What are the biggest accomplishments that your lab recently had?
Right now it is securing the funding that we could move to the new lab space.
What are the model systems that your lab is using?
With respect to our mouse project we have various Cre/FlpO–dependent genetic reporters (mostly fluorescent) and various sensory neuron specific Cre or FlpO drivers. For our stem cell work we are working with human ES or iPS cells, in which we have introduced fluorescent reporters that enable us to visualize nociceptors (TrkA-tdTomato), mechanoreceptors (MafA:tdTomato), or proprioceptive (Runx3:tdTomato) sensory neurons. Not all of these reagents have been published but we are happy to share with the right agreements in place.
What are the key techniques that your lab is using?
When it comes to our stem cell work, I think for a large part we are still on the receiving end in terms of training, but we have developed protocols for the generation of different types of sensory neurons as well as some of the tools to validate the neurons.
We also ‘routinely’ perform single cell RNA sequencing (10x and plate sequencing) and use RNA scope (mostly on mouse tissue) to validate some of these data.
What facilities or equipment does your absolutely lab rely upon?
In the lab we do not use a whole lot of equipment that is not standard for most labs. For experiments for which we need additional equipment (or expertise), we collaborate with other labs. With regards to core facilities, we use the JP Sulzberger genome center for all our single cell RNA sequencing projects and we also rely on both CSCI cores a lot. Barbara and the rest of her team at the stem cell core have been incredibly generous with their time and advice in guiding us through our various stem cell pluripotency scares. We also do all our FACS sorting with the CSCI flow core, with Mike and Daniel. (Mike keeps trying to get us to do his Flow course so we can become independent, but it is way too nice to sort with Mike).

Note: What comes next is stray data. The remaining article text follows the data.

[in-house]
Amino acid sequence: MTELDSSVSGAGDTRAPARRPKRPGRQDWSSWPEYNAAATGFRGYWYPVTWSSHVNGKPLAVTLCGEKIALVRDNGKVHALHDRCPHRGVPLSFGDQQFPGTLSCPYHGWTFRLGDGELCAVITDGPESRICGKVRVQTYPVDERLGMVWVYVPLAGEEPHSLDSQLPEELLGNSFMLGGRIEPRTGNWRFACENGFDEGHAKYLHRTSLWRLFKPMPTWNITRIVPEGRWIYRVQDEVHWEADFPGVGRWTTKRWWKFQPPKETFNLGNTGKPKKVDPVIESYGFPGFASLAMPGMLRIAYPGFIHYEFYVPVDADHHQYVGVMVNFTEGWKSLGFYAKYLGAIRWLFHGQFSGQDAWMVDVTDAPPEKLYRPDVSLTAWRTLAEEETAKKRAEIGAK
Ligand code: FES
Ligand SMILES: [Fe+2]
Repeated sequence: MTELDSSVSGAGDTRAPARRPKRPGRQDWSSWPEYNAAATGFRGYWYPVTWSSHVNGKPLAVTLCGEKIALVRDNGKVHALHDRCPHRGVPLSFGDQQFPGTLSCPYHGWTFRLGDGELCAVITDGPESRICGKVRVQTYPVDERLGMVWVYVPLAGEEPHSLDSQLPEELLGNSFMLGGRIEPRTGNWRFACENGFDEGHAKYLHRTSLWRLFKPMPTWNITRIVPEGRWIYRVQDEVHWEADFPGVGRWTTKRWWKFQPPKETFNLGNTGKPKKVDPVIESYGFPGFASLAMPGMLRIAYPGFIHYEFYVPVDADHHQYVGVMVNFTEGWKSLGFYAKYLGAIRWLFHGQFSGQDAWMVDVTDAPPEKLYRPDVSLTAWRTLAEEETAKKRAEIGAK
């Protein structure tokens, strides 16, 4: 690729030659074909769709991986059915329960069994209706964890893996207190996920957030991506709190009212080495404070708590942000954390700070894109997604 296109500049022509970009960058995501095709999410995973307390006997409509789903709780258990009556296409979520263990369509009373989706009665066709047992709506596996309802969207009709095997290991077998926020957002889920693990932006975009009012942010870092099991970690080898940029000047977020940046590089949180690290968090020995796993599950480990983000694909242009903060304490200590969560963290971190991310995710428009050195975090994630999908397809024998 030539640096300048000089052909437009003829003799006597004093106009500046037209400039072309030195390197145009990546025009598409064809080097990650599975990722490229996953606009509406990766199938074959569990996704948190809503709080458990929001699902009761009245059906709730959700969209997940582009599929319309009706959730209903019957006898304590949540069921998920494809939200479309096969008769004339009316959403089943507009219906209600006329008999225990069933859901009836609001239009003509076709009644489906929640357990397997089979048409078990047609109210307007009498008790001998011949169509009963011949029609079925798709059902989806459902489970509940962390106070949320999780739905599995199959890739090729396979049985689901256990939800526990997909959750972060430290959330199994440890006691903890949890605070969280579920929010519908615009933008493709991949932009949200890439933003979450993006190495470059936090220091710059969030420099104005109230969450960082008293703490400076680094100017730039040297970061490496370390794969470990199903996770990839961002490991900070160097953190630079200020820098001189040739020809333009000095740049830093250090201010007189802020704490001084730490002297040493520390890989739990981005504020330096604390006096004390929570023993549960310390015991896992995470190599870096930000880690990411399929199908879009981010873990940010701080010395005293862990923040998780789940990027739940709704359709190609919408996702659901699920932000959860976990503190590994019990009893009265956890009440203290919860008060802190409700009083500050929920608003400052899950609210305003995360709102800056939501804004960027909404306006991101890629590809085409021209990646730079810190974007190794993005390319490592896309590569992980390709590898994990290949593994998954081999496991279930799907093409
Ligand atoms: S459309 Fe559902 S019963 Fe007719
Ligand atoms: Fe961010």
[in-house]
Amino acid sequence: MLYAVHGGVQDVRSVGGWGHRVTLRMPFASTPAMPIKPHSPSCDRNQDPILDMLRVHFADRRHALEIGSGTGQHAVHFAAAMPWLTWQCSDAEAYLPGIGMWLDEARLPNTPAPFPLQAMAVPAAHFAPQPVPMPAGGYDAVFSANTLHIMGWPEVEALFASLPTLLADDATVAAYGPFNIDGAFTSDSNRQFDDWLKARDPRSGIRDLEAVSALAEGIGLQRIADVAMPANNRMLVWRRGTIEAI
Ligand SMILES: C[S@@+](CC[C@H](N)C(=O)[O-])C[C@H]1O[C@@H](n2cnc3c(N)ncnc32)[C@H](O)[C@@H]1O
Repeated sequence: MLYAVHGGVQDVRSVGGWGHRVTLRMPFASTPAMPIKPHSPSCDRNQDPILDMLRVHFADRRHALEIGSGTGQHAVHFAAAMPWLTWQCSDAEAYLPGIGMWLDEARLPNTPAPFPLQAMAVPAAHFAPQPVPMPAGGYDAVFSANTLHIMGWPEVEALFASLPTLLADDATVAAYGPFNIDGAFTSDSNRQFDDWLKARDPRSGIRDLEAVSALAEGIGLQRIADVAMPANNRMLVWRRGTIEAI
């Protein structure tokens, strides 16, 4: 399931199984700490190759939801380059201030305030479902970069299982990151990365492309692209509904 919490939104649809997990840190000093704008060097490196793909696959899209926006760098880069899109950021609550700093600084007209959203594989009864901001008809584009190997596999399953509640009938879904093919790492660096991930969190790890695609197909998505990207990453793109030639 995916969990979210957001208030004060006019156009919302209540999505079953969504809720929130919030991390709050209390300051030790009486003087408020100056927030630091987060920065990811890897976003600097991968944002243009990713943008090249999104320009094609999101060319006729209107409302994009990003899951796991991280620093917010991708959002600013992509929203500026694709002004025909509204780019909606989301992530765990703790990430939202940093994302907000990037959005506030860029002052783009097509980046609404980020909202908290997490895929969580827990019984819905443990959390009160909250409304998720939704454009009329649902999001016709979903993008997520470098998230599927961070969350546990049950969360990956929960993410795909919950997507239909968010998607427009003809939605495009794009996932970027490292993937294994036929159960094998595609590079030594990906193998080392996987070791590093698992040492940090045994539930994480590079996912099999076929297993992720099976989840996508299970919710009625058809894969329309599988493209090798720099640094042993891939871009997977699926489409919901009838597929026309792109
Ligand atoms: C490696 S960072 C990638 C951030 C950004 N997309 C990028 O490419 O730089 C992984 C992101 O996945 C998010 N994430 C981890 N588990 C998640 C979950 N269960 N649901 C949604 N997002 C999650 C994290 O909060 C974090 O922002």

Who shall be contacted with questions about equipment, resources and training?
Best to reach out to me directly: firstname.lastname@example.org.
What's your best approach to mentoring trainees in the lab?
I don’t think there is any one ‘best approach’ because what works for one trainee may not be appropriate for another trainee. I think my general goal is to try to create an environment where people feel comfortable to ask questions without having to be worried about whether it is a good or stupid question, and where people maintain a healthy perspective as to the relative level of importance of our work. (I mean look around you, there are so many things that we ought to be much more upset about than our failed experiment in lab). At the same time, I do demand a fair amount of responsibility from each lab member with regards to their own project. (For the record, even though I have come to adopt this CSCI term, I kind of dislike calling students and certainly postdocs ‘trainees’ - it feels a bit too belittling to me. In my experience, many students and postdocs at CU are beyond that stage and deserve to be taken more seriously).
Who were your most influential mentors/role models in science and what did you learn from them?